Saoirse Ronan is quite the accomplished actress as she has already been nominated four times for an Oscar at the age of 28! Her first came when she was just a teenager, earning a Best Supporting Actress nod for 2007’s Atonement. She was then tapped for Best Actress for 2015’s Brooklyn, 2017’s Lady Bird and 2019’s Little Women, where she played the beloved character of Jo March.
While she has yet to bring home the coveted gong just yet, Saoirse is putting on her best effort to grab one, as her next two projects are Oscar bait with the subjects being heavy on the drama. In both Foe and The Outrun, Saoirse is reportedly playing a version of a farmer!
With her name in lights since she began acting back in Dublin as a child, one would think the world has become accustomed to the pronunciation of her name. However, it has become almost comical the number of interviews the actress begins with explaining how to say her name. Saoirse even jokes about the difficulty surrounding it, going so far as to help Stephen Colbert pronounce other tricky Irish names (Tadhg, Niamh, Oisin, and Caoimhe) in a hilarious bit on his late show back in 2016. Keep reading to learn once and for all how to say Saoirse!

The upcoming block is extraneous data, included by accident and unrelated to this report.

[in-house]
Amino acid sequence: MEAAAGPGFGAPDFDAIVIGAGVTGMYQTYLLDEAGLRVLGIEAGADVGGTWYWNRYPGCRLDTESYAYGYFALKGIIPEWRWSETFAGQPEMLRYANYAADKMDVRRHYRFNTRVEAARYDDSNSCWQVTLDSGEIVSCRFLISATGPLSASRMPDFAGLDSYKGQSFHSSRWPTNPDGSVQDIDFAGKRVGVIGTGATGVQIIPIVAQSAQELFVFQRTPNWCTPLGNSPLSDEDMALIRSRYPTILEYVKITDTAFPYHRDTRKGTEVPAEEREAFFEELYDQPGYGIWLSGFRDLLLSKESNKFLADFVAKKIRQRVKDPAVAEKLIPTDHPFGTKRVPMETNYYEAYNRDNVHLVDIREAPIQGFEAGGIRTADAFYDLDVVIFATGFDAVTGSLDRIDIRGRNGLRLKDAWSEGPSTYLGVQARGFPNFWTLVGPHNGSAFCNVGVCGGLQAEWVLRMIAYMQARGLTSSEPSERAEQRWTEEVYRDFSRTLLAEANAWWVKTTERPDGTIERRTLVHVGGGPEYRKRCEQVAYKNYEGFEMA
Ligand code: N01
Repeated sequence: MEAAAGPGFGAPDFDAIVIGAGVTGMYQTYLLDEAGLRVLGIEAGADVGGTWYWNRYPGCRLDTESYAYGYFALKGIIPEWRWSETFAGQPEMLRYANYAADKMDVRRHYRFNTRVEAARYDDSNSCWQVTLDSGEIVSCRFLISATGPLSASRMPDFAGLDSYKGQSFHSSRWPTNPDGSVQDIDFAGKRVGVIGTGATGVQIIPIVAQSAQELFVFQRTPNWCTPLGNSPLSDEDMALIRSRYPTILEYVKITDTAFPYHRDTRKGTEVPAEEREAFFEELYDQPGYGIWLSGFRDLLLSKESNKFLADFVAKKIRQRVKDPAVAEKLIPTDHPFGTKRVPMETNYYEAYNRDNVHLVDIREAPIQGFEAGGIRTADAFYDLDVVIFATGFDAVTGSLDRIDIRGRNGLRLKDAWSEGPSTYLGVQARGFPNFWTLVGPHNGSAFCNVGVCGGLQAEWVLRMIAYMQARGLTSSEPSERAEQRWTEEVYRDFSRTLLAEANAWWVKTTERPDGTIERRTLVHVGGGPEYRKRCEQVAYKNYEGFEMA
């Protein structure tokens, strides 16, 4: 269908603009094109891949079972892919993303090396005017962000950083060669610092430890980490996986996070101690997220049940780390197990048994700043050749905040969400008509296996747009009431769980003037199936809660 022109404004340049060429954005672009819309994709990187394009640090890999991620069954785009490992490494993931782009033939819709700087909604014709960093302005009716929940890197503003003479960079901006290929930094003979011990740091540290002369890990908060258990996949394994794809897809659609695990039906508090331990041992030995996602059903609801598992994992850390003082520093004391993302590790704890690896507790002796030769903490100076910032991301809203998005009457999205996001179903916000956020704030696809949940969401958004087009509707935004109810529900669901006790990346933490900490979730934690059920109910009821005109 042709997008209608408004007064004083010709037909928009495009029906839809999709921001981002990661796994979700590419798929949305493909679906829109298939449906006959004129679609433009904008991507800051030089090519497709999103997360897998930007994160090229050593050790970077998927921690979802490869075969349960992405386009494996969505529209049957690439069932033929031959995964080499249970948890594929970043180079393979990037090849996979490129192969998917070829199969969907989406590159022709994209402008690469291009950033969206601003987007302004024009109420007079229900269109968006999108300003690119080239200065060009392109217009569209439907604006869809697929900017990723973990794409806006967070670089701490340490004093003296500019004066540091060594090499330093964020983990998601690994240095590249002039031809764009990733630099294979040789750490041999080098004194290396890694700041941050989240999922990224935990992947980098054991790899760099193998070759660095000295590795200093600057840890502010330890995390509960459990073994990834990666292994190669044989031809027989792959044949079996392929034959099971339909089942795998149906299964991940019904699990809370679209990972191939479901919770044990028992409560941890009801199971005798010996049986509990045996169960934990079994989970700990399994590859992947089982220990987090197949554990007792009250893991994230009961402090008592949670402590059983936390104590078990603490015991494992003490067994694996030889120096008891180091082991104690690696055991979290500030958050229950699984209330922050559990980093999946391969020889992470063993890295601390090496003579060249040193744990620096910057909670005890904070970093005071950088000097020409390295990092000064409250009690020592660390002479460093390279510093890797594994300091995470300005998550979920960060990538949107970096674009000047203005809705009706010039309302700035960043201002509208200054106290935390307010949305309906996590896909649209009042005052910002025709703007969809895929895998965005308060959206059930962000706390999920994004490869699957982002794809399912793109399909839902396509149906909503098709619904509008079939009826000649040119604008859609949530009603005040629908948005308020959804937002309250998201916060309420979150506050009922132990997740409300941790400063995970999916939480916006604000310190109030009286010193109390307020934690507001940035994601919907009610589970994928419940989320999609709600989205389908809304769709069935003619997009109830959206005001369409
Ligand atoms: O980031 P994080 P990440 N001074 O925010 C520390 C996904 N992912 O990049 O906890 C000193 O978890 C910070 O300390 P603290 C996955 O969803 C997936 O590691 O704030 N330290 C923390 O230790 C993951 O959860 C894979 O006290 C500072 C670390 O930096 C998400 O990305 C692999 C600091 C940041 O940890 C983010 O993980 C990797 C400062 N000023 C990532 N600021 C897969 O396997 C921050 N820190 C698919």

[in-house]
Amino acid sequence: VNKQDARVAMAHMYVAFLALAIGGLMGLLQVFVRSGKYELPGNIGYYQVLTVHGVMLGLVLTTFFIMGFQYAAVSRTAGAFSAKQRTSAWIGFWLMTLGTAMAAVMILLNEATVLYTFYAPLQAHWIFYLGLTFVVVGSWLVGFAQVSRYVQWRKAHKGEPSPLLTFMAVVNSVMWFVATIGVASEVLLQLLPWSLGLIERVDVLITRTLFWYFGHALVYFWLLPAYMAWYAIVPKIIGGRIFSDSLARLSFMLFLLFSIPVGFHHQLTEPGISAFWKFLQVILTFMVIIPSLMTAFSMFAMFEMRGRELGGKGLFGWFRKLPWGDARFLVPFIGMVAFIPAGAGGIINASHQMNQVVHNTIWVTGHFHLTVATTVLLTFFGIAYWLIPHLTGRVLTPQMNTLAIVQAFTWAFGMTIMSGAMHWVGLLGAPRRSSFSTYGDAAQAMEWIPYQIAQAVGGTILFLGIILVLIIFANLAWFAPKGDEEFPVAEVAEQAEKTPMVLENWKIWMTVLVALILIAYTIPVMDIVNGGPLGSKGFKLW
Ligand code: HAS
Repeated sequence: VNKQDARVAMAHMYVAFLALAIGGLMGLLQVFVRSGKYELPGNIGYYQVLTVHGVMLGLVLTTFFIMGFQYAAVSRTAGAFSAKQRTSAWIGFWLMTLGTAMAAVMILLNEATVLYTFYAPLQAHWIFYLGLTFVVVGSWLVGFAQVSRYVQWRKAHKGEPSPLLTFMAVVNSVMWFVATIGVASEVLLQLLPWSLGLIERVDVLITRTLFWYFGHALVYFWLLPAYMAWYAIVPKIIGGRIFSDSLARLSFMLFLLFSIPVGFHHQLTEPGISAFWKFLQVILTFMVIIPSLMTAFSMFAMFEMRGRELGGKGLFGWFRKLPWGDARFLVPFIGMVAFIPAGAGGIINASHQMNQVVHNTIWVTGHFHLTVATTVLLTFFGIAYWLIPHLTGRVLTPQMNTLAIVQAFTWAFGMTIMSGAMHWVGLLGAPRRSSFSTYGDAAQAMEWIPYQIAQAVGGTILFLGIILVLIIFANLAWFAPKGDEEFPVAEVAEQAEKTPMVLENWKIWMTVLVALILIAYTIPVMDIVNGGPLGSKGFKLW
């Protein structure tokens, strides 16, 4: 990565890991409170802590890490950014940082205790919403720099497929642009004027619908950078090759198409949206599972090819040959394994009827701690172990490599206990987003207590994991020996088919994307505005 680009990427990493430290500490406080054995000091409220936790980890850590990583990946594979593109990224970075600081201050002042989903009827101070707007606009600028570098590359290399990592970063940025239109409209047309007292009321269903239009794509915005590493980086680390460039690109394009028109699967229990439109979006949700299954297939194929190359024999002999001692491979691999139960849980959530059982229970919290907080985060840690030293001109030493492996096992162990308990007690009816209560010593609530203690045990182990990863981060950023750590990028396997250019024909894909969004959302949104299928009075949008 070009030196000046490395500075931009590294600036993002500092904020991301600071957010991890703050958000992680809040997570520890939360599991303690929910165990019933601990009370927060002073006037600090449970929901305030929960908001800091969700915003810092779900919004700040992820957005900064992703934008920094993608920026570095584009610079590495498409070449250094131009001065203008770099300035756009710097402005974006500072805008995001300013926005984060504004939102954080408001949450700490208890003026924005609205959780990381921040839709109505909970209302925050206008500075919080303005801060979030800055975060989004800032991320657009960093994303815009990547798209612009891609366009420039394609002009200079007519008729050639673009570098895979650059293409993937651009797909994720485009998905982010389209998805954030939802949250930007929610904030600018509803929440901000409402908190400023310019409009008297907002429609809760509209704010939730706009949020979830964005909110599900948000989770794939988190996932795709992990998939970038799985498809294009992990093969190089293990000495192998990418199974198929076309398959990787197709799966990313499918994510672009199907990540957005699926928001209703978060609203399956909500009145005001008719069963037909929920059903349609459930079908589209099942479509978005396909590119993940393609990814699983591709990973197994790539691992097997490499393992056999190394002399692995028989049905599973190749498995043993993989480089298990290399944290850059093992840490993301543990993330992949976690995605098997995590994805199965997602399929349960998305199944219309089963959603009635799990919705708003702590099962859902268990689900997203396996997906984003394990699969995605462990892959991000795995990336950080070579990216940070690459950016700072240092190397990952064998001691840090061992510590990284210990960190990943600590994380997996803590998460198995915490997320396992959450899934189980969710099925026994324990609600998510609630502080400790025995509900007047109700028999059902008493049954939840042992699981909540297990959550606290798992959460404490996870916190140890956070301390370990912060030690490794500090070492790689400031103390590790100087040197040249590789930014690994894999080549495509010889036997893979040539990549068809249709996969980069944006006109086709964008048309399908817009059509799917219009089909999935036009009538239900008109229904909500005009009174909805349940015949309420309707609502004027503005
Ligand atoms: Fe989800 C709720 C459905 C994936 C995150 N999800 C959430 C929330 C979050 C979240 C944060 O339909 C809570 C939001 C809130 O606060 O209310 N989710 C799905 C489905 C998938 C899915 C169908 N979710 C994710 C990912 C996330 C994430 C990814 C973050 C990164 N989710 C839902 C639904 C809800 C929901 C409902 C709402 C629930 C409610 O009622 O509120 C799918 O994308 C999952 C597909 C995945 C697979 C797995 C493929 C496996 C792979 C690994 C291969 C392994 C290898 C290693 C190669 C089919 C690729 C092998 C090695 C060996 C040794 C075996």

How is Saoirse Ronan Pronounced?
The correct pronunciation is SUR-sha, which the actress often explaining how it rhymes with “inertia”. Her last name is pronounced ROW-nen in case you were wondering. You can watch Saoirse explain it to Stephen, below.
How Many Times Has Saoirse Explained It?
There are hilarious mashups online of how many times the Irish actress has had to explain how to pronounce her name in interviews. From The George Lopez Show to The Late Late Show with James Cordon to a tutorial for all the ladies on The Talk, Saoirse has done her due diligence in getting the word, the actual word, out there! You can watch Saoirse explain how to say it in her hilarious monologue from Saturday Night Live in 2017, where she quips that her name has too many vowels for a Wheel of Fortune puzzle while former cast member Leslie Jones keeps mispronouncing it, below.